I-Spy: for early readers use the letter sound but once the children are confident with the sounds use the letter names.
Make up silly rhymes and phrases using alliteration (big, bright, blue, balloons).
Go on a 'sound hunt'. Find objects around the house that start with the same sound. 
Use ‘robot-talk’ to talk to each other, for example (i-t    i-s    r-e-d)

 

Children can borrow up to 20 books from Crosby Library!

 


 

Writing

 

Provide your child with lots of opportunities to develop their fine motor skills:

  • use small objects to make patterns
  • weave using wool and a colander
  • help with peeling activities when cooking
  • play with small construction toys
  • play with sand and water, include sieving, pouring, picking up toys using tools
  • develop the pincer movement: show the children how to use tweezers to pick up and sort sequins, small beads
  • use paints, finger paints, etc. for making big patterns on differently shaped paper, for example fish, balloons, kites (talk about the patterns they make)
  • focus on developing the curly caterpillar (letter 'c'), long ladder (letter 'l')
  • strengthen  fingers by using clay, play dough, Plasticine, etc., for modelling, have a go at making letter shapes
  • cut out large letter shapes or patterns
  • use different coloured marker pens for tracing
  •  use thick paintbrushes and water to paint patterns on walls, fences, etc. 

 

Practise letter formation, begin by writing own name. 

All of our lower case letters start at the bottom. 

We teach all of the letters that start with the curly 'c' shape first (c, a, d, g, o, q).

We teach all of the letters that begin with the 'l' shape together (l, b, h, k, t).

We talk about our 'down letters' having their chin on the line and their tail underneath (g, j, p, q, y).

The image above helps children remember which letters are ascenders and which are descenders. ascenders go up into the blue sky, descenders go down into the soil, half way letters stay in the green grass.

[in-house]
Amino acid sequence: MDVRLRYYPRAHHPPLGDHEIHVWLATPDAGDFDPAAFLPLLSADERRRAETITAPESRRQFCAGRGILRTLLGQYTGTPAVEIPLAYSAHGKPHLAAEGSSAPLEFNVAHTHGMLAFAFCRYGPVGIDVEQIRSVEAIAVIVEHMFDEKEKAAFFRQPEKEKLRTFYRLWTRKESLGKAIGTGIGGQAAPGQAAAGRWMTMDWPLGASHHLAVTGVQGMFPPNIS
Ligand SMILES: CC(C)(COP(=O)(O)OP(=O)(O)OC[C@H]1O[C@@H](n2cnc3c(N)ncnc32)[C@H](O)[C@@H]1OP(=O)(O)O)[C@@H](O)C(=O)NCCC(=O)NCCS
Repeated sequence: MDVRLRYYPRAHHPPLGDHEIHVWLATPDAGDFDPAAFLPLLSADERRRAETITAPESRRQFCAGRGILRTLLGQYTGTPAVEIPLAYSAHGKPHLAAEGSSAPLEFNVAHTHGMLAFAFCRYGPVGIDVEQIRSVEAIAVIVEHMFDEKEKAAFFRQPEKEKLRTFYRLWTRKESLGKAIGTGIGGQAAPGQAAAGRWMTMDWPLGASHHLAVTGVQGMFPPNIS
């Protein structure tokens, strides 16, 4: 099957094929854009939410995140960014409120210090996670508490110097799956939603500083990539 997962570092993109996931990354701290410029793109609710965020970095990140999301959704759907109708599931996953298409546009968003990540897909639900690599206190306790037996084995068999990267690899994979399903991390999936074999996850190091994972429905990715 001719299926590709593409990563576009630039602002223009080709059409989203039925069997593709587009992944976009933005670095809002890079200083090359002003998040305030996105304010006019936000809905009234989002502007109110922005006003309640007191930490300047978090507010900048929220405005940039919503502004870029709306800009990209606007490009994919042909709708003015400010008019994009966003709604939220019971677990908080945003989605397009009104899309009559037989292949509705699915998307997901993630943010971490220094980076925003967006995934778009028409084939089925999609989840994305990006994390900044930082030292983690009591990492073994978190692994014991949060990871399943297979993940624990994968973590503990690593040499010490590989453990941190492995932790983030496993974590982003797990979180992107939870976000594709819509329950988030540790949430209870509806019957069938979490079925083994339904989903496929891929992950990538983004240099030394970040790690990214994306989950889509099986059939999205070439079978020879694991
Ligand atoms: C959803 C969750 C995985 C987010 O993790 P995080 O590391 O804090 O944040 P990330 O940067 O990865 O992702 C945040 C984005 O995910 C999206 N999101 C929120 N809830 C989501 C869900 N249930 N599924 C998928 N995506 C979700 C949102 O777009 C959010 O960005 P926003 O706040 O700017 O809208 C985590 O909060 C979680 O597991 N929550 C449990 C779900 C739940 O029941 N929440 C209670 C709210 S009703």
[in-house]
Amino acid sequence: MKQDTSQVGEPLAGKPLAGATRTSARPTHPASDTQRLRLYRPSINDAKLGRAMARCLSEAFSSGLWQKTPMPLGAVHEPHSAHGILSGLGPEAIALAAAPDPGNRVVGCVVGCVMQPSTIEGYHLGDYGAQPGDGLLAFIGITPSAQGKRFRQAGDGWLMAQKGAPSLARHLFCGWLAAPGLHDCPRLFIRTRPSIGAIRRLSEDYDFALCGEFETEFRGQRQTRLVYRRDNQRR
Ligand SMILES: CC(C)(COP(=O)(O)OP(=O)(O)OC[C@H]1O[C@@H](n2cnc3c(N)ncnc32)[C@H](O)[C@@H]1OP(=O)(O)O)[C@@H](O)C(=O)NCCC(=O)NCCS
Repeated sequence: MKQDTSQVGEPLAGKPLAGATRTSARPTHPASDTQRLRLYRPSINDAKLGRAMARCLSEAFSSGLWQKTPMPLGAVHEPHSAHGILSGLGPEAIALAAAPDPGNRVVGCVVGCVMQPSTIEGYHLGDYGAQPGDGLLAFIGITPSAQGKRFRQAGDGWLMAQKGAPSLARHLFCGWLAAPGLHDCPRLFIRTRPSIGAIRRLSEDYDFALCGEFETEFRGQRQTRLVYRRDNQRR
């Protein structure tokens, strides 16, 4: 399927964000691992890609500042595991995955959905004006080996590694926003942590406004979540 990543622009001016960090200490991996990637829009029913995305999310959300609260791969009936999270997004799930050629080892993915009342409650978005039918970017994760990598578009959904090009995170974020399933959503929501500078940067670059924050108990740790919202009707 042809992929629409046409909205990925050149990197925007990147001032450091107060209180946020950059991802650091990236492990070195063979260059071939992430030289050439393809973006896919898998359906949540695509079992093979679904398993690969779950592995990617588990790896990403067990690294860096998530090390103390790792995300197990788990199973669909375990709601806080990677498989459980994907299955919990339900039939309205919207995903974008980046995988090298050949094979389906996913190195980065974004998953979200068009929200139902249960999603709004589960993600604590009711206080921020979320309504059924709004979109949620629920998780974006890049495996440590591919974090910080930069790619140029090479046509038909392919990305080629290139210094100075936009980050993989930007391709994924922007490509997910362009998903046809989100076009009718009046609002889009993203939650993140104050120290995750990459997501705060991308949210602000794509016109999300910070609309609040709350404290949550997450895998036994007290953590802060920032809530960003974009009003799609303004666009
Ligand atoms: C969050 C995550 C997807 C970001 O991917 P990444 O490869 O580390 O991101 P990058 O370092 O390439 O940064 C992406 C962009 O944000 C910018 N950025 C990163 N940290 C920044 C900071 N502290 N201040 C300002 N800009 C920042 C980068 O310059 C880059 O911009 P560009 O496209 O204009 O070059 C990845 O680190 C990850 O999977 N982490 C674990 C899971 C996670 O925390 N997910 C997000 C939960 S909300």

Children can practise the letter shapes using pens, pencils, crayons, paint...

Teaching Reading and Writing through Phonics

 

We will sometimes set your child a reading book to read online on Phonics Bug. The book will match the phonics phase that your child is working in and the majority of the words in the book will be decodable using sounds they have been taught. It is important that children read these books alongside books where they will use a range of different reading strategies. 

 

Jargon Buster (sorry!):

Phoneme - smallest unit of sound

Grapheme - how a sound is recorded

Diagraph - 2 letters that make 1 sound

Trigraph - 3 letters that make 1 sound

Split diagraph - when an 'e' is used to make a long vowel sound

CVC words - (consonant vowel consonant) 

Blending - blending sounds to read words

Segmenting - segment/split words into sounds to spell

 

Some Examples: 

CAT has 3 phonemes - C-A-T

SHOP has 3 phonemes - SH-O-P

FAIR has 3 phonemes - F-AIR

CAT, BAG, LIP are CVC words (consonant/vowel/consonant)

ai, ay, a-e are all graphemes (ways of recording) for the same phoneme (sound) 

SH in shop is a diagraph (2 letters making 1 sound)

AIR in fair is a trigraph (3 letters making 1 sound)

I-E in slide is a split daigraph (the 'e' changing the word from slid to slide) 

 

Phase 1 (usually secured pre-school)

Phase One of 'Letters and Sounds' concentrates on developing children's speaking and listening skills and lays the foundations for the phonic work which starts in Phase 2. The emphasis during Phase 1 is to get children attuned to the sounds around them and ready to begin developing oral blending and segmenting skills.

Phase 1 is divided into seven aspects. Each aspect contains three strands: Tuning in to sounds (auditory discrimination), Listening and remembering sounds (auditory memory and sequencing) and Talking about sounds (developing vocabulary and language comprehension).

 

Phase 2 (usually secured during Reception)

In Phase 2, letters and their sounds are introduced one at a time. A set of letters is taught each week, in the following sequence:

Set 1: s, a, t, p
Set 2: i, n, m, d
Set 3: g, o, c, k
Set 4: ck, e, u, r
Set 5: h, b, f, ff, l, ll, ss

The children will begin to learn to blend and segment to begin reading and spelling.  This will begin with simple words.

Words using set 1

at

sat

pat

tap

sap

Words using set 1 and 2

(+i)

(+n)

(+m)

(+d)

it

an

am

dad

is

in

man

sad

sit

nip

mat

dim

sat

pan

map

din

pit

pin

Pam

did

pip

tan

Tim

Sid

sip

nap

Sam

and

tip

tin

 

dip

Words using sets 1-3

(+g)

(+o)

(+c)

(+k)

tag

got

can

kid

gag

on

cot

kit

gig

not

cop

Kim

gap

pot

cap

Ken

nag

top

cat

 

sag

dog

cod

 

gas

pop

 

 

pig

God

 

 

dig

Mog

 

 

Words using set 1-4

(+ck)

(+e)

(+u)

(+r)

kick

get

up

rim

sock

pet

mum

rip

sack

ten

run

ram

dock

net

mug

rat

pick

pen

cup

rag

sick

peg

sun

rug

pack

met

tuck

rot

ticket

men

mud

rocket

pocket

neck

sunset

carrot